ForgivenessIsDivine Fri 02-Feb-18 15:52:53

Can you swap the tablet for some music... mine used to love things like the Tumble Tots CD's.

Gardenowl Fri 02-Feb-18 21:25:22

Thanks for the suggestions everyone! Very helpful! Some of the ideas did not even cross my mind.

Nannynick - had not thought of museums and buses at all. Will try that. Same with helping him select his clothes, we have never done that but when i think about it he does seems interested in going through his clothes. will ask him to pick his clothes tomorrow.

Blondeshavemorefun - You are probably right about 3 weeks being a long handover. We planned for a week's handover but extended it. Maybe we shouldn't have. I think you are spot on with cabin fever...because for the last week he wants to get out when reaches the front door and then doesn't want to get back in.

SunshineAndRaindrops - we do seem to have confused him. I had to take a day off today for getting our roof sorted and DS seemed to be twice as cranky as he is with the nanny alone. Didn't want to let go of me as long as the nanny was around. So no more days off or working from home till they have bonded. I can understand the point about parents around being like ofsted present - who has ever liked micromanaging or hovering bosses grin Thanks for the be positive helps smile

ForgivenessIsDivine - great idea. I will try to dig out the old CD player or get some audio files on one of the old phones which would be unobtrusive compared to the tablet.

Fingers crossed..things will work out.

SunshineAndRaindrops Fri 02-Feb-18 22:32:51

Good luck, it's great your so supportive of the relationship working smile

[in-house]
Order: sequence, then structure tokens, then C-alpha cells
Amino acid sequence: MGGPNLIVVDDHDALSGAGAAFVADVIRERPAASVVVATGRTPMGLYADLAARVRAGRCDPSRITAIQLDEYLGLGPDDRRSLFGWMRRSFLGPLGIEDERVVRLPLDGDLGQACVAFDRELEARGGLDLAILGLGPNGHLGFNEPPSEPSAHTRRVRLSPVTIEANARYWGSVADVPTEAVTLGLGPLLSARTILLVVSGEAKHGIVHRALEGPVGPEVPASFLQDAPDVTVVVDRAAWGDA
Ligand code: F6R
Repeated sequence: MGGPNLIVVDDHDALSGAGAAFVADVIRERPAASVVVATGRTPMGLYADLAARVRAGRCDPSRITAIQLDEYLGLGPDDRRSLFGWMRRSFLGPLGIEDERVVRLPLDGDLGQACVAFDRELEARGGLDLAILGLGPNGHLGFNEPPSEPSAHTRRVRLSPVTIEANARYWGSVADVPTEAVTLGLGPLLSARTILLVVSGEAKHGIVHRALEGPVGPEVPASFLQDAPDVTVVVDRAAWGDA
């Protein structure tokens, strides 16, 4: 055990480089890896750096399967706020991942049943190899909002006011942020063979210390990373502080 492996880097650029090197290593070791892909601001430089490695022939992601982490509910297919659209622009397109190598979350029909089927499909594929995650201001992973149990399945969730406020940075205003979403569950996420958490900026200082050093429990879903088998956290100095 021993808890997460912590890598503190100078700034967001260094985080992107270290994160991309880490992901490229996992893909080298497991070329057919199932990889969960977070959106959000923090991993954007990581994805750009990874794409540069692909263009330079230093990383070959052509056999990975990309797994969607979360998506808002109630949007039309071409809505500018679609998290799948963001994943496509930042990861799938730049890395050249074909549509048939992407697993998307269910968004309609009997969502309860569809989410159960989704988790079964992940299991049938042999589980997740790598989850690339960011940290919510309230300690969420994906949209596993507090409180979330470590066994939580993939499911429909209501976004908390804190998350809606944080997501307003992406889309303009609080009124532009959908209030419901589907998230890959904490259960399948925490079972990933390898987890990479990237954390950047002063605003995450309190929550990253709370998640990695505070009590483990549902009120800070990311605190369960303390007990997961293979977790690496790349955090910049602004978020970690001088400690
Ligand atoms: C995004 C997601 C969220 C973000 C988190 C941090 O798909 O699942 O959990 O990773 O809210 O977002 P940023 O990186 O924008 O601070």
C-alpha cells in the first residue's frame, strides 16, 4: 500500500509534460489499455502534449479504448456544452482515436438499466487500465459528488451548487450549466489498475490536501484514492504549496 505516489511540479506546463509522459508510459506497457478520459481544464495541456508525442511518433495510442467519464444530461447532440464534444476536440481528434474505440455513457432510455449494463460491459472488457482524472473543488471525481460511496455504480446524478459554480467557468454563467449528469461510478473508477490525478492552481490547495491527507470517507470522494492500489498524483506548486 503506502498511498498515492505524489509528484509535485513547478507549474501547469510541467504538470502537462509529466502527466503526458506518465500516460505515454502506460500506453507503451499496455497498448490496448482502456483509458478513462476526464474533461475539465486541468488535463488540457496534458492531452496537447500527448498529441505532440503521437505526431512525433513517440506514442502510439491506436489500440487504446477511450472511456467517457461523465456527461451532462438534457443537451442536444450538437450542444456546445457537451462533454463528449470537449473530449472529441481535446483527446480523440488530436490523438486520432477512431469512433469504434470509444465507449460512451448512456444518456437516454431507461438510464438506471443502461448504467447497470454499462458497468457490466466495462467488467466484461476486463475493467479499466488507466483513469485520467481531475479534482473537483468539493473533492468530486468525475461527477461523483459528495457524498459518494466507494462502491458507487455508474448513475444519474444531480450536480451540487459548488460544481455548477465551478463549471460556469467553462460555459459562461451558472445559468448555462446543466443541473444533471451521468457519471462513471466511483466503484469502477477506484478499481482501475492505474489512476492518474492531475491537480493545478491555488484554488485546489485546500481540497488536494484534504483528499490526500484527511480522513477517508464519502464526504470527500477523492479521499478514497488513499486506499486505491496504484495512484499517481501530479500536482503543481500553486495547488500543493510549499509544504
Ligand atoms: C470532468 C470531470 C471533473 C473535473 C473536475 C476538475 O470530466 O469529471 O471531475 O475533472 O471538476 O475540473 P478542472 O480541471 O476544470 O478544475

Blondeshavemorefun Sat 03-Feb-18 15:35:24

Sure things will work out

You like and trust the nanny so are hoe things pan out in the next few weeks

It is very hard fo be indoors all the time entertaining a toddler. Def allow nanny to go to more places

I understand the scare about infection etc but your child also has to build up immunity as well so maybe time to allow to go
Out to M&T groups

simplyme83 Sun 04-Feb-18 18:22:44

I think the long handover on top of the fact this is a peak separation anxiety age has made this a bit tricky. maybe leaves something of yours for him to cuddle at times of stress instead of the tablet. i agree that them being allowed to go out will help him build a new bond with her.

ZZZZ1111 Wed 07-Feb-18 22:08:07

I would probably just go cold turkey with the tablet! I know with my toddler it's usually easier not to put it on at all, rather than trying to take it away from him! They get so addicted to it! I would just get nanny to distract distract distract with activities, outdoors etc!

Gardenowl Wed 14-Feb-18 22:01:47

Thank you for the helpful comments everyone ...they kept me is almost 2 weeks so thought will post a quick update.

- Nanny is taking DS for regular walks now. Day 1 walk was 10 minutes and full of tears, he cried so much he was sick all over himself and at the end of it both nanny and DS were super distressed. Day 2 20 minutes without incident and DS was happy, now they regularly spend 45-60 minutes outside and both are happy with it

- Tablet gone.. we tried a couple of days till mid day and then as per the suggestions above just went cold turkey. DS and Nanny play a lot and have fun

- During the handover DS's crying time is now down to 1 minute..happy days grin

so things are infinitely better than they were 2 weeks back. All of your inputs helped a lot and more importantly gave me hope. So thanks a lot! I appreciate all your help smile

Gardenowl Wed 14-Feb-18 22:05:14

All in all it took around 6 weeks for DS to adjust to the new nanny and become comfortable with her.